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Blog // Thoughts
May 24, 2005

The Business of Church

The wonderfully named Church Marketing Sucks weblog has brought to our attention a very telling article on the business of church. To put it another way, this is the big business of church, where Willow Creek ranks in the top 5% of business brands (and they have a new $72M sanctuary to boot). I have […]

The wonderfully named Church Marketing Sucks weblog has brought to our attention a very telling article on the business of church. To put it another way, this is the big business of church, where Willow Creek ranks in the top 5% of business brands (and they have a new $72M sanctuary to boot).

I have long standing concerns about these kinds of mega churches; not about their size, or the amounts of capital involved, but rather the culture they embody (and to a degree the politics they engender). First, they certainly appear to be a suburban or more often exurb-ian middle-class phenomenon. This naturally suggests a high degree of homogenaity. Second, the desire for cultural relevance whilst downplaying the historical element of Christianity is a heady mix and one that may mute the radical otherness of the Christian message. Third, the business and vision language of these churches uncritcally imports and entreprenuerial and corporate outlook into the work of the church. Fourth, these churches, because of their impressive numbers (both in congregants and finances) tend to sway many denominational leaders into thinking this is the “model for all churches.” However, the reasons why these churches work so well (in the sense of attracting lots of people who already have some faith background, maybe less so in other senses) in leafy middle-class suburbs are often the reasons why they are not the way to go in urban, cosmopolitan and global spaces.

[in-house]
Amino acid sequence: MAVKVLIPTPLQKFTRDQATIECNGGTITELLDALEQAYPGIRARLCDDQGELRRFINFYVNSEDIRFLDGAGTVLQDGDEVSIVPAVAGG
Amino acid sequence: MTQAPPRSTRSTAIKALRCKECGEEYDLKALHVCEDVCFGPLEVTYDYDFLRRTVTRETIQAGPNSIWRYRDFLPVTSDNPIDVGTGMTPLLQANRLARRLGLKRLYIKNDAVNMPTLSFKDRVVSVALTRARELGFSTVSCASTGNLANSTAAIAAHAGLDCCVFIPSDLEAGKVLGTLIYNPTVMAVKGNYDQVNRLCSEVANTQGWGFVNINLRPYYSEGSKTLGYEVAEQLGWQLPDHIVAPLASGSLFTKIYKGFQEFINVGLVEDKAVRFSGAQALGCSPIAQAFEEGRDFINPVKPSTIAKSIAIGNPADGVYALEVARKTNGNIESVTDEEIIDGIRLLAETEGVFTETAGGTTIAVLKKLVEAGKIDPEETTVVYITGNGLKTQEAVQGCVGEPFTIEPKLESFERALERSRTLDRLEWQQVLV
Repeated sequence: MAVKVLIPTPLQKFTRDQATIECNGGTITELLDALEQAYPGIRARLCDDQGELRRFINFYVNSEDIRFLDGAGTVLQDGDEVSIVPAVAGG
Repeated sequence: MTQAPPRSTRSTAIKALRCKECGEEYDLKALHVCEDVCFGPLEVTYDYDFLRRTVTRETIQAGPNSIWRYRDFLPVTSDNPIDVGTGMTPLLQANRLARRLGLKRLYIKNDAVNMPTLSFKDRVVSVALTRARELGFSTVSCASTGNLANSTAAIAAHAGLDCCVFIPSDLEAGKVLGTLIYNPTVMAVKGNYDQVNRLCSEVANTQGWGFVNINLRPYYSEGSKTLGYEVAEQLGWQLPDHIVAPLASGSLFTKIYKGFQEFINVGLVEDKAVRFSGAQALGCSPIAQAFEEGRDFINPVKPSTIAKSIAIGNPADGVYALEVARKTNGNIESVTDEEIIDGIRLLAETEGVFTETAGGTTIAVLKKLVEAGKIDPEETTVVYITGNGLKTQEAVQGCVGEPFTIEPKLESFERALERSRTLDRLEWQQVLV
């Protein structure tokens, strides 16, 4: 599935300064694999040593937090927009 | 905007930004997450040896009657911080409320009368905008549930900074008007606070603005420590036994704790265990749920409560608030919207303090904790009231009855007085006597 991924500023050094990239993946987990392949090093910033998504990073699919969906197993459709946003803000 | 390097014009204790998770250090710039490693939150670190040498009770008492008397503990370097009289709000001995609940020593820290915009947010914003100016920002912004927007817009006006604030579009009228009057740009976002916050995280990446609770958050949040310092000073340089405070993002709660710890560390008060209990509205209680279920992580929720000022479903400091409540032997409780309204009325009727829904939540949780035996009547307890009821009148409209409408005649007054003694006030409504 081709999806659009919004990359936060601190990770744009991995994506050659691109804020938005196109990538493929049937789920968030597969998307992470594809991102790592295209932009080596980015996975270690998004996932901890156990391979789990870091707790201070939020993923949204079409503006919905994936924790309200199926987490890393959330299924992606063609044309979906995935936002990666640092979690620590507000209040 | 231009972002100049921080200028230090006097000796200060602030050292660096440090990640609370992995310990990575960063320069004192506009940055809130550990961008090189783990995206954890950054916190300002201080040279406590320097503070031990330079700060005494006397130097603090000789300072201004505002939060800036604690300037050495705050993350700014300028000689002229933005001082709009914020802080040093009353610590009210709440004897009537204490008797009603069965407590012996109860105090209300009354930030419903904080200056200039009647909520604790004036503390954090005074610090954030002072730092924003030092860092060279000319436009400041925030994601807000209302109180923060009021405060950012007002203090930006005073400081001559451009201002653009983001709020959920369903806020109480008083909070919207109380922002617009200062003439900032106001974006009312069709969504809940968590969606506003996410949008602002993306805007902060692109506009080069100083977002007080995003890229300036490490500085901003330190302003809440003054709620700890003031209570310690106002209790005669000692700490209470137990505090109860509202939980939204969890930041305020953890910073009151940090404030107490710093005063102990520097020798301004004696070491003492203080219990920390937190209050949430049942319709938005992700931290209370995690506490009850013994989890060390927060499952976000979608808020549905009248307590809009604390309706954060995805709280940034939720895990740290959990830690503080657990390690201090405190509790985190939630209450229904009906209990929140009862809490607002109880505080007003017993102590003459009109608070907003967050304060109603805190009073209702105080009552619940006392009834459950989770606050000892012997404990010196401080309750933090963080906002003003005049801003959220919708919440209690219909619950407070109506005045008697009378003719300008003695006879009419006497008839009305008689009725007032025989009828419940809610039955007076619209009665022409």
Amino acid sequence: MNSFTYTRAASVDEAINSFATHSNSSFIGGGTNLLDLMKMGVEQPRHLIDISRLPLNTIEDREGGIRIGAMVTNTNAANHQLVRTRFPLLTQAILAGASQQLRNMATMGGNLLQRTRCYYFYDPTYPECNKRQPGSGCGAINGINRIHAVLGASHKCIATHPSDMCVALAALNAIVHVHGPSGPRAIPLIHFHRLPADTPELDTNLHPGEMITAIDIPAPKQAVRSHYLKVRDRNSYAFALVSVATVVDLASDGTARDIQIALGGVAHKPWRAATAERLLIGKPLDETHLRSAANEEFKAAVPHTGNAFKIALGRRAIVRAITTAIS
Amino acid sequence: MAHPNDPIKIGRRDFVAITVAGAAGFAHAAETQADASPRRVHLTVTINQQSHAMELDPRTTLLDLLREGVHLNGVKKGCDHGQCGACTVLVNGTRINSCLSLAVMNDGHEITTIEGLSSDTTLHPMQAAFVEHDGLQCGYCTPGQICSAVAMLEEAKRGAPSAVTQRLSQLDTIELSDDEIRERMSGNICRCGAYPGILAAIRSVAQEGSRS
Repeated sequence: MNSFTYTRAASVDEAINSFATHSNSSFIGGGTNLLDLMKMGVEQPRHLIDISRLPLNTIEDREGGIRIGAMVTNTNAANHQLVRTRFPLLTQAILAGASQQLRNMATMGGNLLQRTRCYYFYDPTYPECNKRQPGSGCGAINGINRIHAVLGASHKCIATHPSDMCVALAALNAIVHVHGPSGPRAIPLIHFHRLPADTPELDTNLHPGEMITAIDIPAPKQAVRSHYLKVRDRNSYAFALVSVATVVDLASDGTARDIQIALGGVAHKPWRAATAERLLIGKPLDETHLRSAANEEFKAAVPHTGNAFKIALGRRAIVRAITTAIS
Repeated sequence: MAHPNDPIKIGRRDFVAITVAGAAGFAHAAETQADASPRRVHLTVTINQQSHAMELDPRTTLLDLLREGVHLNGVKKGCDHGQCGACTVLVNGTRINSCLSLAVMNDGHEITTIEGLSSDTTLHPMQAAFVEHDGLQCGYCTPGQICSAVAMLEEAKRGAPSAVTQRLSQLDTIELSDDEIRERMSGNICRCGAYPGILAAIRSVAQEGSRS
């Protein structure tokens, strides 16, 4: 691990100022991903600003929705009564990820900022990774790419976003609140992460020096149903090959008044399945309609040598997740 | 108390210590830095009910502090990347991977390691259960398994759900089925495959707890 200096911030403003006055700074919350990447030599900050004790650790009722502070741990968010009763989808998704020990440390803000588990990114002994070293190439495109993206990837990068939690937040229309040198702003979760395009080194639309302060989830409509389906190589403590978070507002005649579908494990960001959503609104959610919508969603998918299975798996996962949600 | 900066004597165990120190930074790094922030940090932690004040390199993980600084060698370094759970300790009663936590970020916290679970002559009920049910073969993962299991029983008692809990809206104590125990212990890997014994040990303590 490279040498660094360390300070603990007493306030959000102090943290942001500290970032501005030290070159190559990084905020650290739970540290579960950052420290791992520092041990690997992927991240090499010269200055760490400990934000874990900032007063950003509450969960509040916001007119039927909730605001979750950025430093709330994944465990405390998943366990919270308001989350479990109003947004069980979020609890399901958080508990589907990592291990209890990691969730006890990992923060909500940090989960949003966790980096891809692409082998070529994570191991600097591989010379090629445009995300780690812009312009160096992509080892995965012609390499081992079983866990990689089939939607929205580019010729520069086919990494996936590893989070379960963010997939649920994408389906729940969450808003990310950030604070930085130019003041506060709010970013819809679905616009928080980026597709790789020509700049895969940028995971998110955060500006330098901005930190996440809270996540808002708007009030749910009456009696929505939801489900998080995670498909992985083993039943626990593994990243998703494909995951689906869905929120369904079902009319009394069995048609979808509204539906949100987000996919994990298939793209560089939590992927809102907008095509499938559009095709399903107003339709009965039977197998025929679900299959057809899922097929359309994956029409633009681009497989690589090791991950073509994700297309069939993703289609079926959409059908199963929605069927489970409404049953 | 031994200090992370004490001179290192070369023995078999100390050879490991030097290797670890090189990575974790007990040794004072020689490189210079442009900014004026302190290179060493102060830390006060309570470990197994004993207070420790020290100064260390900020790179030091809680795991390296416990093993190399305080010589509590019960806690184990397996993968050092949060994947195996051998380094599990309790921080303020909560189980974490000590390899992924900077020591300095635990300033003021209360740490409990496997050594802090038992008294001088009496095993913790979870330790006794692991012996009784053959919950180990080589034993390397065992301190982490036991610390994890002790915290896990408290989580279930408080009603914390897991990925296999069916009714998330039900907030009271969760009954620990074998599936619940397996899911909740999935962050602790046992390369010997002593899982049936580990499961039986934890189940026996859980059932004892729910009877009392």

Back in 2002, I explored these questions in Issue 73 of Zadok Perspectives. My thoughts then were on the uncritical acceptance of “vision statements and vision language,” and the extent to which these were unhelpful ways of thinking for urban church situations. The businessweek article, together with the way globalisation has further driven the divide between the urban and exubran highlights the need to explore and further articulate these issues.

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